During the 1950′s, the country then known as Southern Rhodesia developed their National gallery in the capital Salisbury, now Harare, to display a collection of western art. Frank McEwen, who was an established art critic and confident of Picasso, Matisse and Miro was the first and only choice for the position of curator of the newly established gallery. McEwen was intrigued, even before his appointment in Rhodesia, with the idea of introducing modern art forms to “primitive” sculptors.
After becoming the gallery’s permanent director, he began workshops in which he taught painting and sculpture to native Rhodesians, including members of the largest tribe in, what is now known as Zimbabwe, the Shona. He taught the fundamentals of sculpturing, but did not influence them in the subject of their sculptures. Instead, he asked them to draw inspiration from their traditional folklore and mythical beliefs.
The result is an incredible array of styles and variations from the individual carvers’ imagination. Today, there is also found, many carvers who specialise in “realism” sculptures, like busts of male and female and of animals.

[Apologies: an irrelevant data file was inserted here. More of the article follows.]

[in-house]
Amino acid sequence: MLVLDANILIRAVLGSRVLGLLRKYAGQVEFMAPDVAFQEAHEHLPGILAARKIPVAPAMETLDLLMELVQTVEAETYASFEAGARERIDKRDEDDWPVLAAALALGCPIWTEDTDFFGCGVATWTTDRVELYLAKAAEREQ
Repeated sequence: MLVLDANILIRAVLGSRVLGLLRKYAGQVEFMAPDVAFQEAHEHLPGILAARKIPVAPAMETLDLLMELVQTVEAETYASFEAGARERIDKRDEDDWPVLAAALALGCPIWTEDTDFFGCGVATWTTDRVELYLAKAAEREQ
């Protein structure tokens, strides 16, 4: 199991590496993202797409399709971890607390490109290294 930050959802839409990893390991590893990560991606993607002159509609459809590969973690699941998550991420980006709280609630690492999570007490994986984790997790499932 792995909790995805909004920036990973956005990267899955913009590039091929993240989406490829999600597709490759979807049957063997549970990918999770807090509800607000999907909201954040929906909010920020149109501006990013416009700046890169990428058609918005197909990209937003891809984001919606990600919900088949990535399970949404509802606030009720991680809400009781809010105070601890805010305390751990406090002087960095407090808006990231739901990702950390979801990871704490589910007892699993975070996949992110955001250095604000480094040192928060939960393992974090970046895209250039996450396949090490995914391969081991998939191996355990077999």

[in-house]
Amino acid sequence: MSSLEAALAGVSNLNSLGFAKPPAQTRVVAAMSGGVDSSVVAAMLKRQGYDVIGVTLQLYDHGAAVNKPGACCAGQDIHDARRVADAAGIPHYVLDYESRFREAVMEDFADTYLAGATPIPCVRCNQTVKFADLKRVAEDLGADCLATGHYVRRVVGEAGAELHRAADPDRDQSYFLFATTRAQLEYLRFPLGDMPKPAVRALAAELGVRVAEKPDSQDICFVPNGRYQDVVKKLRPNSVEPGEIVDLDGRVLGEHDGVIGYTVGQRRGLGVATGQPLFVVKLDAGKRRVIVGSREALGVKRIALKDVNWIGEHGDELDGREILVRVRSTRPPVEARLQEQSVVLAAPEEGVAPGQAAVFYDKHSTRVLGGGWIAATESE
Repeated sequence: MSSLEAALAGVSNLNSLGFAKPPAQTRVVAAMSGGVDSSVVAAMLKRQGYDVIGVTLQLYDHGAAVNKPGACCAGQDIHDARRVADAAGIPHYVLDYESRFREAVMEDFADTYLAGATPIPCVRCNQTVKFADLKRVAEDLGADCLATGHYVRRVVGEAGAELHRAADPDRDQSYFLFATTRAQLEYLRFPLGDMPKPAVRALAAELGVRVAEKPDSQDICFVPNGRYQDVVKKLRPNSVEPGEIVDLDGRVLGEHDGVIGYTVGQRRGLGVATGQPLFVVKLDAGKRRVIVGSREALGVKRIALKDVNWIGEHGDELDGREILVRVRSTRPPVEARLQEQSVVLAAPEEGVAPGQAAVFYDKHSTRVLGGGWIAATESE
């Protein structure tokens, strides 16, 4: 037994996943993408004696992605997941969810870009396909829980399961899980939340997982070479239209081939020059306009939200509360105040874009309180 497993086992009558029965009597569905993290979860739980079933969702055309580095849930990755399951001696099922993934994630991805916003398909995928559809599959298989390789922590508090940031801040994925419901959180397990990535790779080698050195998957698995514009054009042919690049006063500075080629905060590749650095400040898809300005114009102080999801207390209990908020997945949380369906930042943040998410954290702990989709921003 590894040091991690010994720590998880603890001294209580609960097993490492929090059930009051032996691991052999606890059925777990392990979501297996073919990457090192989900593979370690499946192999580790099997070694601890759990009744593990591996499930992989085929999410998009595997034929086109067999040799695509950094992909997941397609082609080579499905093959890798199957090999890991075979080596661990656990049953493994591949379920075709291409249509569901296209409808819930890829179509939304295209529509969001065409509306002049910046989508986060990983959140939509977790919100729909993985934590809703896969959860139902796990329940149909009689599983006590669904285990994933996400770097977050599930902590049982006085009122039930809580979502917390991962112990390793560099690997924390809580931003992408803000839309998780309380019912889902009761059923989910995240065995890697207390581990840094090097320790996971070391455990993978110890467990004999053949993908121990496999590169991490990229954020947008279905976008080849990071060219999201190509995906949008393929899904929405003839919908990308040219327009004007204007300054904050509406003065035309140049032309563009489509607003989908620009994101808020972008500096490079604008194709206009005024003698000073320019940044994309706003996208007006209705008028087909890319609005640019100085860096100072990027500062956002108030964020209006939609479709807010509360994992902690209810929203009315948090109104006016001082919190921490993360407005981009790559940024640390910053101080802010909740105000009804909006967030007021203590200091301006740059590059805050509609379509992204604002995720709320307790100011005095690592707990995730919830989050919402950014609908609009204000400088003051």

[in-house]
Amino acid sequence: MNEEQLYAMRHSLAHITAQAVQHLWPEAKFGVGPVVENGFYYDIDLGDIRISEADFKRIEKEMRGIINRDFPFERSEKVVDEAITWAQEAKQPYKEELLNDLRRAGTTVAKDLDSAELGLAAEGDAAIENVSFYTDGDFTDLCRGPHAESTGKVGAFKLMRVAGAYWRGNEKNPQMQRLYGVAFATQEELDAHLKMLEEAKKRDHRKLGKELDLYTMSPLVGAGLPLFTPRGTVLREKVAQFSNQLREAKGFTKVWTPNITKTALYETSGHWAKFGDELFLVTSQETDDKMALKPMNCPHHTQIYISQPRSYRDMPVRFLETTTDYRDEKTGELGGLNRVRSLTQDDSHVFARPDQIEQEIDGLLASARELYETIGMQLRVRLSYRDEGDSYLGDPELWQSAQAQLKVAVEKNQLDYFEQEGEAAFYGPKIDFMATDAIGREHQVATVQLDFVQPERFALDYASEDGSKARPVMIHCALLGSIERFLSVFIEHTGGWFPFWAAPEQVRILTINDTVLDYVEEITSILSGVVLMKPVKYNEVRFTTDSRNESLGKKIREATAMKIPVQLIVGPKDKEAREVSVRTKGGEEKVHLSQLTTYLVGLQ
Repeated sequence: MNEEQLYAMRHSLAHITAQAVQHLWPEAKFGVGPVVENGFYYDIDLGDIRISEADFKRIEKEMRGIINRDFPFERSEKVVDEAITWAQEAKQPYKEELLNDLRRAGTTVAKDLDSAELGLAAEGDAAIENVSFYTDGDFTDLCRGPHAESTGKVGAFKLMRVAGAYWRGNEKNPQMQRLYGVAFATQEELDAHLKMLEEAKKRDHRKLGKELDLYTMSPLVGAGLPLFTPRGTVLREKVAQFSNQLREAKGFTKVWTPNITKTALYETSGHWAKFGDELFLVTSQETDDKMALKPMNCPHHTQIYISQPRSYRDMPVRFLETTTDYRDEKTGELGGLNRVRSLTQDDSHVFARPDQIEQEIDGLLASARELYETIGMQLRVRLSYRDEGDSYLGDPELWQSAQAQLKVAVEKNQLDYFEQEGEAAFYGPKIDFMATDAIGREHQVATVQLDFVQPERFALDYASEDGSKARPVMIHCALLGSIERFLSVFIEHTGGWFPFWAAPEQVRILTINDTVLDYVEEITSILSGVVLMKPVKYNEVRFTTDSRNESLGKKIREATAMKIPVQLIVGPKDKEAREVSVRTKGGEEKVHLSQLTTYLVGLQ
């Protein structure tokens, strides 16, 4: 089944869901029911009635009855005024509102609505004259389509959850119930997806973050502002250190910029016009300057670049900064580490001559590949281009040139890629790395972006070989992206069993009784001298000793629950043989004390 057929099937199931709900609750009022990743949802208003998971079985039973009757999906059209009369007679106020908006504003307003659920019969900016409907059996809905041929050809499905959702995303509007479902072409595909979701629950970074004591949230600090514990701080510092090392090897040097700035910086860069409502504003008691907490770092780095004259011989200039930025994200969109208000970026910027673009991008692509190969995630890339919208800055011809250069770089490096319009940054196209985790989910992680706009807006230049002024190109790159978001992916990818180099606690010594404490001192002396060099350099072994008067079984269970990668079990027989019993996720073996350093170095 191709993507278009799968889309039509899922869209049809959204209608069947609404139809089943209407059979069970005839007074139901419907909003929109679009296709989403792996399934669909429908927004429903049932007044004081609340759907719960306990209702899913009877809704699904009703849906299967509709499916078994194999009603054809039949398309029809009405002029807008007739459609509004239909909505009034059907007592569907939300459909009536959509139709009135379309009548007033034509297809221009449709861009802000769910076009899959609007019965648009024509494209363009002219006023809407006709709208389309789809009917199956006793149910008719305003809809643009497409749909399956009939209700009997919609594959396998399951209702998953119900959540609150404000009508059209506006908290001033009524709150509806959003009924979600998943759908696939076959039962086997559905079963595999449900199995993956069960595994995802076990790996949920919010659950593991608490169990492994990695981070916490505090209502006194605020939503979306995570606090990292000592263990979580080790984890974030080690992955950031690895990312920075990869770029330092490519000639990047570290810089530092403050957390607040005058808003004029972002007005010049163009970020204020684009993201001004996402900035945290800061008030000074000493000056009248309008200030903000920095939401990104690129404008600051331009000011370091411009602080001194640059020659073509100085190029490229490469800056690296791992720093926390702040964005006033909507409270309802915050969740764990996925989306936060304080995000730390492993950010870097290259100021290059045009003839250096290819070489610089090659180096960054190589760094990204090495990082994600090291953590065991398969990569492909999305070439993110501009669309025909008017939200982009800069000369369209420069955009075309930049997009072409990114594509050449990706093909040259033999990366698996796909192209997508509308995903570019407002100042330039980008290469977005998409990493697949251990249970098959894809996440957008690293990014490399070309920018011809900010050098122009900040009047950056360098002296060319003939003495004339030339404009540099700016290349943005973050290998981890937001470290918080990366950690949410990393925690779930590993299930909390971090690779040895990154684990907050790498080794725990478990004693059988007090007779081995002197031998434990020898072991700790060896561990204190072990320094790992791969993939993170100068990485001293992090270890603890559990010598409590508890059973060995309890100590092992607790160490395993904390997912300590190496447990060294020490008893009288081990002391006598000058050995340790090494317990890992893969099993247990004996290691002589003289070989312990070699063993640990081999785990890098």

The Shona artists use a wide range of stone. In the west, it is wrongly thought that soapstone, a soft, easy to carve stone, is only used. But many carvers use the much harder stones such as, opal stone, black iron serpentine, spring stone, cobalt and the semi-precious stone, verdite.
After carving the rough shape of their creation, the sculptor then uses a file to work the shape smoother until it’s time to finish the surface with wet and dry sand paper. Once that process is completed, the carving is then placed in front of a fire to heat it, then, bees wax is applied to the hot surface. The heat allows the wax to penetrate the stone to bring out the features and colour. Once the sculpture has cooled, it is buffed to a high gloss by hand rubbing with a cloth.
Interested in having a range of Shona sculptures to sell?
contact us for more information